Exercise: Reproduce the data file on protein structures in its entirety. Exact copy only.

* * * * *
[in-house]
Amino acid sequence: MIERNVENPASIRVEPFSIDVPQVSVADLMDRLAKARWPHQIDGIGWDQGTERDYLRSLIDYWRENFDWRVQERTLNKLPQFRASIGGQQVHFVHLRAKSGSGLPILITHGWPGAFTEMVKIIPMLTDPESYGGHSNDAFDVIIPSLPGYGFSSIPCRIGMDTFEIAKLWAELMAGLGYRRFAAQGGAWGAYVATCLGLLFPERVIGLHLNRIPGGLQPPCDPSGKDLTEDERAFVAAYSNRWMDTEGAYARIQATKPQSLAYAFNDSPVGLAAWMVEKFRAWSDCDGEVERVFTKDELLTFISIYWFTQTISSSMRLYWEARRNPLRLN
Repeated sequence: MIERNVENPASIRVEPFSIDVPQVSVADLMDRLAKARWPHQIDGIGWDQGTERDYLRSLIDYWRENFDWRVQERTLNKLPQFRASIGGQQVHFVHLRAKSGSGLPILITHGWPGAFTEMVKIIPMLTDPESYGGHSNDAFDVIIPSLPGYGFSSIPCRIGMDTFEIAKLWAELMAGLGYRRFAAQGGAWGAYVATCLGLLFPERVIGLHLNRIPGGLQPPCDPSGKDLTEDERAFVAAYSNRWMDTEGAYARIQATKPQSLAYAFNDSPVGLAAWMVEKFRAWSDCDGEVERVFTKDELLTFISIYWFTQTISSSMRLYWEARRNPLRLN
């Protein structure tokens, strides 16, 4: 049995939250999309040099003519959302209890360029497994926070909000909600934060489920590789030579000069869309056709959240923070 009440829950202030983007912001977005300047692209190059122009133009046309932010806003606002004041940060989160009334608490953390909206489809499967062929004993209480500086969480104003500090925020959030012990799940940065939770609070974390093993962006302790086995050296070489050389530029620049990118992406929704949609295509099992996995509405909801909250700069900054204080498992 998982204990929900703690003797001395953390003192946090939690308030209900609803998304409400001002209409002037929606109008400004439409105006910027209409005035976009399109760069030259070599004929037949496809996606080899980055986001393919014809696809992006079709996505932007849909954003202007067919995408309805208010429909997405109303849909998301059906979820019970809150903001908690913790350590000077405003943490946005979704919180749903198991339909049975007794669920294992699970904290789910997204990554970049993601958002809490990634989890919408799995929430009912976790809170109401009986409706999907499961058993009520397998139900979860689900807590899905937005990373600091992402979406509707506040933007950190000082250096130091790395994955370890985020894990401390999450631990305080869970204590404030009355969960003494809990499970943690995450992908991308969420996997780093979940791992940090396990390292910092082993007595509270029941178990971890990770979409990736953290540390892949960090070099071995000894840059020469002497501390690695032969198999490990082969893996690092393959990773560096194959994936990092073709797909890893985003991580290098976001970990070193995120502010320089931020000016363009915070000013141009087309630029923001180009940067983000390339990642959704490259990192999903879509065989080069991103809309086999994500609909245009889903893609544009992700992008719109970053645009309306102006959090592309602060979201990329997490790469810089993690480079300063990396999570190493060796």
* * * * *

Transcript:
[in-house]
Amino acid sequence: MIERNVENPASIRVEPFSIDVPQVSVADLMDRLAKARWPHQIDGIGWDQGTERDYLRSLIDYWRENFDWRVQERTLNKLPQFRASIGGQQVHFVHLRAKSGSGLPILITHGWPGAFTEMVKIIPMLTDPESYGGHSNDAFDVIIPSLPGYGFSSIPCRIGMDTFEIAKLWAELMAGLGYRRFAAQGGAWGAYVATCLGLLFPERVIGLHLNRIPGGLQPPCDPSGKDLTEDERAFVAAYSNRWMDTEGAYARIQATKPQSLAYAFNDSPVGLAAWMVEKFRAWSDCDGEVERVFTKDELLTFISIYWFTQTISSSMRLYWEARRNPLRLN
Repeated sequence: MIERNVENPASIRVEPFSIDVPQVSVADLMDRLAKARWPHQIDGIGWDQGTERDYLRSLIDYWRENFDWRVQERTLNKLPQFRASIGGQQVHFVHLRAKSGSGLPILITHGWPGAFTEMVKIIPMLTDPESYGGHSNDAFDVIIPSLPGYGFSSIPCRIGMDTFEIAKLWAELMAGLGYRRFAAQGGAWGAYVATCLGLLFPERVIGLHLNRIPGGLQPPCDPSGKDLTEDERAFVAAYSNRWMDTEGAYARIQATKPQSLAYAFNDSPVGLAAWMVEKFRAWSDCDGEVERVFTKDELLTFISIYWFTQTISSSMRLYWEARRNPLRLN
């Protein structure tokens, strides 16, 4: 049995939250999309040099003519959302209890360029497994926070909000909600934060489920590789030579000069869309056709959240923070 009440829950202030983007912001977005300047692209190059122009133009046309932010806003606002004041940060989160009334608490953390909206489809499967062929004993209480500086969480104003500090925020959030012990799940940065939770609070974390093993962006302790086995050296070489050389530029620049990118992406929704949609295509099992996995509405909801909250700069900054204080498992 998982204990929900703690003797001395953390003192946090939690308030209900609803998304409400001002209409002037929606109008400004439409105006910027209409005035976009399109760069030259070599004929037949496809996606080899980055986001393919014809696809992006079709996505932007849909954003202007067919995408309805208010429909997405109303849909998301059906979820019970809150903001908690913790350590000077405003943490946005979704919180749903198991339909049975007794669920294992699970904290789910997204990554970049993601958002809490990634989890919408799995929430009912976790809170109401009986409706999907499961058993009520397998139900979860689900807590899905937005990373600091992402979406509707506040933007950190000082250096130091790395994955370890985020894990401390999450631990305080869970204590404030009355969960003494809990499970943690995450992908991308969420996997780093979940791992940090396990390292910092082993007595509270029941178990971890990770979409990736953290540390892949960090070099071995000894840059020469002497501390690695032969198999490990082969893996690092393959990773560096194959994936990092073709797909890893985003991580290098976001970990070193995120502010320089931020000016363009915070000013141009087309630029923001180009940067983000390339990642959704490259990192999903879509065989080069991103809309086999994500609909245009889903893609544009992700992008719109970053645009309306102006959090592309602060979201990329997490790469810089993690480079300063990396999570190493060796």